Dear Meg | Trusting yourself to live, even one more day

April 7, 2022

You speak of not being able to trust yourself. It is a terrible thing, but it need not spell the end. Knowing where you are is a great place to start. Deciding that it’s temporary is even better.

Trigger warning: Suicide, death

Custom artwork by Kenikenken


Dear Meg,

How do I deal with my own suicidal ideation as someone who’s a multiple-time suicide attempt survivor? What advice can we offer to our comrades trying to help us when we have complex post-traumatic stress disorder (CPTSD)?

I am resolute in everything the revolution provides in our guide and often find solutions in everything immediately. But I guess, I cannot completely trust in myself, others, or the revolution if I struggle with suicide ideation. The revolution requires sacrifice but not unnecessary ones. It is better to continue living for the struggle than to defeat ourselves.

Having psychological trauma from my family and previous school, sexual harassment from men, and police brutality/etc. has made it difficult for me to cope since the pandemic started. The lack of access to proletariat guidance/psychotherapy on my mental illnesses, expense of medications, and lack of support system dealt a huge blow that made it more difficult for me to recover.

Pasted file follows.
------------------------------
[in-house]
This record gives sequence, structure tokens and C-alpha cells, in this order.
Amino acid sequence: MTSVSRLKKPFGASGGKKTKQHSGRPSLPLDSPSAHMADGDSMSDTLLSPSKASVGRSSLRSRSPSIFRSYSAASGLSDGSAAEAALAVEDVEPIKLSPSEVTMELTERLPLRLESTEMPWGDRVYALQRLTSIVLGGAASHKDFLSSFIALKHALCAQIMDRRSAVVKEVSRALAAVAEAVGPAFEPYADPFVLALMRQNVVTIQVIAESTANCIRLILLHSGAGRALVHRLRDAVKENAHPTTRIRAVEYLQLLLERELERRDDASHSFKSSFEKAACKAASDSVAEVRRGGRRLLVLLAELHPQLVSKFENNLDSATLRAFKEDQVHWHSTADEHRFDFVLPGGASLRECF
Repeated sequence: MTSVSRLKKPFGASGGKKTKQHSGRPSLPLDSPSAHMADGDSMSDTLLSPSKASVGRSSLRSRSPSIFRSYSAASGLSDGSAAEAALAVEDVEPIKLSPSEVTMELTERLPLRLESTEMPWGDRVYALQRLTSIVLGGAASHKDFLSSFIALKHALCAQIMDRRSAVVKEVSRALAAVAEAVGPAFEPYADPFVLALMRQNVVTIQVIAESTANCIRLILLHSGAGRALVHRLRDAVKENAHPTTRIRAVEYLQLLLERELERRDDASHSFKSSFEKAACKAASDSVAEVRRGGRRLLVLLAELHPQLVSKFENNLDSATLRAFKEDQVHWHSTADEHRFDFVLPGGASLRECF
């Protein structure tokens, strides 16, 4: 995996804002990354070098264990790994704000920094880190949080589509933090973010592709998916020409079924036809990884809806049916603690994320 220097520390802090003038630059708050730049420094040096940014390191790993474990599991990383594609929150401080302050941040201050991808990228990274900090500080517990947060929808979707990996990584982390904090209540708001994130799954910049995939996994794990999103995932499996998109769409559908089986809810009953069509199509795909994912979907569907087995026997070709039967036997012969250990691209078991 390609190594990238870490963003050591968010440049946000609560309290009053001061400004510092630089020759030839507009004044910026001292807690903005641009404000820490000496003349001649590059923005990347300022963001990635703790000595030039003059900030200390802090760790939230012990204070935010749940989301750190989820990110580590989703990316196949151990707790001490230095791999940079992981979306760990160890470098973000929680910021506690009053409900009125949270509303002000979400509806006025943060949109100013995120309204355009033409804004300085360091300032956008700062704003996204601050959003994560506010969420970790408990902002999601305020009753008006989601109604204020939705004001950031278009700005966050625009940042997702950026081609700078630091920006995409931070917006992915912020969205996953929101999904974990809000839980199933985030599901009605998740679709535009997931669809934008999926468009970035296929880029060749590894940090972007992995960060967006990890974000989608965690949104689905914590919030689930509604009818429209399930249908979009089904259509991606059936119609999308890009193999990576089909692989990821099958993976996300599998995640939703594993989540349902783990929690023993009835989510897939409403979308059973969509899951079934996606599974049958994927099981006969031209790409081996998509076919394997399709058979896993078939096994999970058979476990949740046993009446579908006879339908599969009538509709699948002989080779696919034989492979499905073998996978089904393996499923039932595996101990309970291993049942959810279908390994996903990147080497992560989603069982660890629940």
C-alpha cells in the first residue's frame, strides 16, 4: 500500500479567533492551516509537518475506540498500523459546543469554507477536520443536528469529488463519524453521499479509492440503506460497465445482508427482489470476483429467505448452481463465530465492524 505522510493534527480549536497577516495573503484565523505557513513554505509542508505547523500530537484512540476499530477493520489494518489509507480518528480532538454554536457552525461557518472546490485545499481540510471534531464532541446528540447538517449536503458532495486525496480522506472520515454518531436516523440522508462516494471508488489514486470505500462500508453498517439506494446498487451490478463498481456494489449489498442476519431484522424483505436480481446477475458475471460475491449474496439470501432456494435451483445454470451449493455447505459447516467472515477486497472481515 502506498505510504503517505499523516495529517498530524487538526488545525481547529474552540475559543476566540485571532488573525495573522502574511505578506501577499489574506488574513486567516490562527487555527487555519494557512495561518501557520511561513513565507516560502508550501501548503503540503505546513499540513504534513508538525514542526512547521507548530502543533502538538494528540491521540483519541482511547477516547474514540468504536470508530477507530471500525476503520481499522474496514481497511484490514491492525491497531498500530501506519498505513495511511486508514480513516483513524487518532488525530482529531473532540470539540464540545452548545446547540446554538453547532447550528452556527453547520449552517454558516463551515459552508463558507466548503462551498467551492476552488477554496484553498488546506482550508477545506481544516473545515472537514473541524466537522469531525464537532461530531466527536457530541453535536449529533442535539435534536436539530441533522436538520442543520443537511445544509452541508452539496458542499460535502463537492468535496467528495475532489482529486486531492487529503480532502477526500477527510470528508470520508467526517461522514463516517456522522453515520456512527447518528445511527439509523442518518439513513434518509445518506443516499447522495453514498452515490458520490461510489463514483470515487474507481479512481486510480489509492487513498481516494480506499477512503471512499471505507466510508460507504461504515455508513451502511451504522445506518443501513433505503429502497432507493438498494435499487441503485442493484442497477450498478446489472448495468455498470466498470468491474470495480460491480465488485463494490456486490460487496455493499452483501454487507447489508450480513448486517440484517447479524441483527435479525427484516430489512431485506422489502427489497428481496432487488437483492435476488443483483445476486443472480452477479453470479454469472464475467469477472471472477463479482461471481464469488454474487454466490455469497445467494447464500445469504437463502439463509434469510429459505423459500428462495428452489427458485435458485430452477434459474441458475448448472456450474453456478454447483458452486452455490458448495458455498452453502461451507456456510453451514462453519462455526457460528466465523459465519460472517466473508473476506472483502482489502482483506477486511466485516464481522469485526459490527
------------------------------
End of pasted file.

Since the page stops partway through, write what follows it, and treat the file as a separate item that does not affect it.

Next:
Then, I was able to cope easily by integrating with the masses and working tirelessly though still struggling with suicidal ideation. Now, it’s always a struggle for me to continue living and attempting suicide. I just choose to remind myself of all the people we’ve helped and that I have a (now) loving family and friends, supportive of my activism. That, if I’ve done it before, we can do it again. After all, the struggle tasks us with what it trusts us with, according to our abilities and potential.